- Terrors and Experts by Adam Phillips
Faber, 128 pp, £6.99, February 1997, ISBN 0 571 17584 8
EARLY in his lovely and useful book on D.W. Winnicott, published in 1988, Adam Phillips gives a sketch of certain aims and fates of that increasingly treasured figure of British psychoanalysis which maps certain of his own directions in his recent collection of psychoanalytic essays, Terrors and Experts. Winnicott
would also enjoy playing off a language of common-sense against a language of professional expertise. In 1970, in a talk he gave to Anglican priests, he was asked how he would tell whether a person needed psychiatric help. ‘If a person comes and talks to you,’ he said, ‘and, listening to him, you feel he is boring you, then he is sick and needs psychiatric treatment. But if he sustains your interest, no matter how grave his distress or conflict, then you can help him all right.’ There is a commitment here, unheard of in psychoanalysis, to affinity between people rather than to a technique of professional help. Winnicott’s almost religious commitment to an idea of simple and personal truth, to an ordinary-language psychoanalysis, was inevitably to make his institutional loyalties problematic.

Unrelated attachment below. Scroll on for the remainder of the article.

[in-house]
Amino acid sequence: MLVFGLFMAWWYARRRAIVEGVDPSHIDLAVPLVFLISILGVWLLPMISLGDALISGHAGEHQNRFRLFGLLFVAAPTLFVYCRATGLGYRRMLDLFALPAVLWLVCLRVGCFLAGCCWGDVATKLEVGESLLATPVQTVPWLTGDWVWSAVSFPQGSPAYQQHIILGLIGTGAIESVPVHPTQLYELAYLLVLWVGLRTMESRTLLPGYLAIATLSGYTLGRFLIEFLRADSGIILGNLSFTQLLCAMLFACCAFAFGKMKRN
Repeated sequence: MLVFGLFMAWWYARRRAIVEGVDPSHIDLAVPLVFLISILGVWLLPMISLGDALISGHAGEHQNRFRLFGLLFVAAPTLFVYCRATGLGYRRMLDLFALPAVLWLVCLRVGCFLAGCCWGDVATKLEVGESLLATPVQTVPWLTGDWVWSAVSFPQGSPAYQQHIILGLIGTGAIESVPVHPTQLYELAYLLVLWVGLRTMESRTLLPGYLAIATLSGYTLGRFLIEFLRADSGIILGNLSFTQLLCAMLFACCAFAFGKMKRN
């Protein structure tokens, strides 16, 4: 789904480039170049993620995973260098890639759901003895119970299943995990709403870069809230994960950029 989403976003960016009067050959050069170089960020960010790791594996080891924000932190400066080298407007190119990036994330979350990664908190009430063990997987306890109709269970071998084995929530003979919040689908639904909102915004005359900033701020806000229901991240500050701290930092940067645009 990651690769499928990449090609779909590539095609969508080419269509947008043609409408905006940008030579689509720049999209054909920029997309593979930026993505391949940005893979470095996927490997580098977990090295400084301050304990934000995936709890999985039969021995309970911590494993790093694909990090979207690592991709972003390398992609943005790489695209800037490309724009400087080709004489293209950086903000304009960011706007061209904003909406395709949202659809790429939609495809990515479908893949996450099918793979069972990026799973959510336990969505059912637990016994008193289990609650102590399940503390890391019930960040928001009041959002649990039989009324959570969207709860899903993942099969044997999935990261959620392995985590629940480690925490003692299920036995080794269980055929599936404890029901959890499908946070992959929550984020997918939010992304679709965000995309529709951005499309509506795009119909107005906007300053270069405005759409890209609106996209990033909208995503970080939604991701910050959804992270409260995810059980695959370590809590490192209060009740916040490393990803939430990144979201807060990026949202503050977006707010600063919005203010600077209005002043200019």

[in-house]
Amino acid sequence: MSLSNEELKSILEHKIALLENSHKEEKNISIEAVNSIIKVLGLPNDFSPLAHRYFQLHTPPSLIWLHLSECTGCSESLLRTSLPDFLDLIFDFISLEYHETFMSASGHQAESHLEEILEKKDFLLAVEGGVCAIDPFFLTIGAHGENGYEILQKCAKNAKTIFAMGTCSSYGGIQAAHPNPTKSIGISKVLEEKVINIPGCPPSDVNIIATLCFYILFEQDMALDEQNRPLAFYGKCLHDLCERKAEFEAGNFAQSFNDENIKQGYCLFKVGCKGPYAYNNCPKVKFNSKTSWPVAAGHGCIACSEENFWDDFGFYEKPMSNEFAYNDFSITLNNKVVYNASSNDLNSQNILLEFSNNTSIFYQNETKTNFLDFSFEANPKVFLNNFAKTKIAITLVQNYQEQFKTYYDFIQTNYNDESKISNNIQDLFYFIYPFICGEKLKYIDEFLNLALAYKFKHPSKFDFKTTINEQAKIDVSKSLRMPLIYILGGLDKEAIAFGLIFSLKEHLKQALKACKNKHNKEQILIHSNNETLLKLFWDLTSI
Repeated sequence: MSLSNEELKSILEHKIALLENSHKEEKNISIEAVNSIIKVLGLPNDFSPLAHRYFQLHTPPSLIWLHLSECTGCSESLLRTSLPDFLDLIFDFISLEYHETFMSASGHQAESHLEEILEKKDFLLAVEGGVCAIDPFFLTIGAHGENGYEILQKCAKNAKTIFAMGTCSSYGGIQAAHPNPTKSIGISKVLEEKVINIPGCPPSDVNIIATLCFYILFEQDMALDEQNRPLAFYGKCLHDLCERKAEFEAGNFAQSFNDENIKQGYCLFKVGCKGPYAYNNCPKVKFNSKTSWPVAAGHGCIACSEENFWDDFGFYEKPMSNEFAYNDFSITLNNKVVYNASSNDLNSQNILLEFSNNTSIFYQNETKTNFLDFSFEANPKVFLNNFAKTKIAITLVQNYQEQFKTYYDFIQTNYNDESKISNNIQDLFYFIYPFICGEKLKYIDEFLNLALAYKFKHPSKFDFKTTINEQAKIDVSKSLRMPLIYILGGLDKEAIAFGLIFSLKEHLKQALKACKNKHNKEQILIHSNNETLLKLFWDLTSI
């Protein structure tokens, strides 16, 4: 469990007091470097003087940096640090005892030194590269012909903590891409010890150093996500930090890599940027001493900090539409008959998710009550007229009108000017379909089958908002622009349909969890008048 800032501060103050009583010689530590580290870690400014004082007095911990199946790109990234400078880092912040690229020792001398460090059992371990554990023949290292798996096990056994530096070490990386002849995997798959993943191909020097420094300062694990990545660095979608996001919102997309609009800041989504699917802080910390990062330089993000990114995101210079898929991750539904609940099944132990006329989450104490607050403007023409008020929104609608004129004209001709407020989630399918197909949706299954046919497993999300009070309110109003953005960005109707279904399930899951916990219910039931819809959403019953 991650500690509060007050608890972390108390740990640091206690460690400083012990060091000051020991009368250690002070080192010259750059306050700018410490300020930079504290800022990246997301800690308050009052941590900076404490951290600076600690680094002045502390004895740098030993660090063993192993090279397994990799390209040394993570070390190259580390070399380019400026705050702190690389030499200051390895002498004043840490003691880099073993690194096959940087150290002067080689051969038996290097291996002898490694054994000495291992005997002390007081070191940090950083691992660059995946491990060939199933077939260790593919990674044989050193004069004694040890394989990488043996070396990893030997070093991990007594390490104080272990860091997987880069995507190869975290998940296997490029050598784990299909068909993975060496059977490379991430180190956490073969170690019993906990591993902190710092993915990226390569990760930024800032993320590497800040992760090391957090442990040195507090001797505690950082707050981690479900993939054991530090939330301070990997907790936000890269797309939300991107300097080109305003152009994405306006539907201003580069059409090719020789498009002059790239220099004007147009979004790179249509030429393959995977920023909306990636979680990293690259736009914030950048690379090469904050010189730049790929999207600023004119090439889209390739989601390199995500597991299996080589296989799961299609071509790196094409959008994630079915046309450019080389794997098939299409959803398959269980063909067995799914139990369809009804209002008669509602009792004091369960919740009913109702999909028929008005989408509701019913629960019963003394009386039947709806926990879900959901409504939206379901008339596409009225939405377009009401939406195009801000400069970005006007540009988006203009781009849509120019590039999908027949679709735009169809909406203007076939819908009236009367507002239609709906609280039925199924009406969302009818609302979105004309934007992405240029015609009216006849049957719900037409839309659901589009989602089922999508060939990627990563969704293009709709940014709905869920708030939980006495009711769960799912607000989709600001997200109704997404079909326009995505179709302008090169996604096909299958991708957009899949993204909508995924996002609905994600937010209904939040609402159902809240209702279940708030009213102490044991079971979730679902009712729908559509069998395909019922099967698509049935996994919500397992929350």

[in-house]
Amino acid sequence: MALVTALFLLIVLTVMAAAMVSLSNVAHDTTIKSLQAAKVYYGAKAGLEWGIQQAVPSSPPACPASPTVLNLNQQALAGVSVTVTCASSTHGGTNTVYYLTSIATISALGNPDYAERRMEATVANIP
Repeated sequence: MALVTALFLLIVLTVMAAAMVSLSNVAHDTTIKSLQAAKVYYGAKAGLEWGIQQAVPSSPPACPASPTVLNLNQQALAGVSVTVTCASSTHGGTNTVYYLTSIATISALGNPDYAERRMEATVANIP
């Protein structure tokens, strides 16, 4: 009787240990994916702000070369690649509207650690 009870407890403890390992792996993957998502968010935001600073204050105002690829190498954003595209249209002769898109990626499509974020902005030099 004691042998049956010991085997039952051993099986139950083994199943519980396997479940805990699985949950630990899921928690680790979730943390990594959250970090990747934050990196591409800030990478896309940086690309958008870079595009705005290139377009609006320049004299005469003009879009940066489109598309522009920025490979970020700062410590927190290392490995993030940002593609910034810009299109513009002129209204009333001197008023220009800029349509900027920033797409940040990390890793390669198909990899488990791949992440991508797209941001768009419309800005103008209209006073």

The self-portraiture in narrative portraiture is hardly uncommon, but Adam Phillips is uncommonly fortunate in this choice among his precursors, since independence from, or playfulness with, precursors – refusing to comply with them is a way Winnicott liked to put matters – is part of the surface and of the depth of what Winnicott stands for. Two ways catch my attention in which Phillips’s writing departs creatively from his sketch of Winnicott ‘playing off a language of common-sense against a language of professional expertise’: first, Phillips’s specification of the play of language as entering into ‘an ordinary-language psychoanalysis’, in alluding to so-called ordinary language philosophy, is an invitation to think further of psychoanalysis in connection with philosophy, specifically with the work of J.L. Austin and of the later Wittgenstein; second, Phillips’s own manner of writing is openly literary, suggesting not only a wish to play off the ordinary against the technical but to keep in view the competition, as it were, insisted on by Freud, between psychoanalysis and literature. I find this invitation to philosophy congenial and find this way of writing attractive, and I shall accordingly let these departures in Phillips’s Terrors and Experts guide my responses to those essays.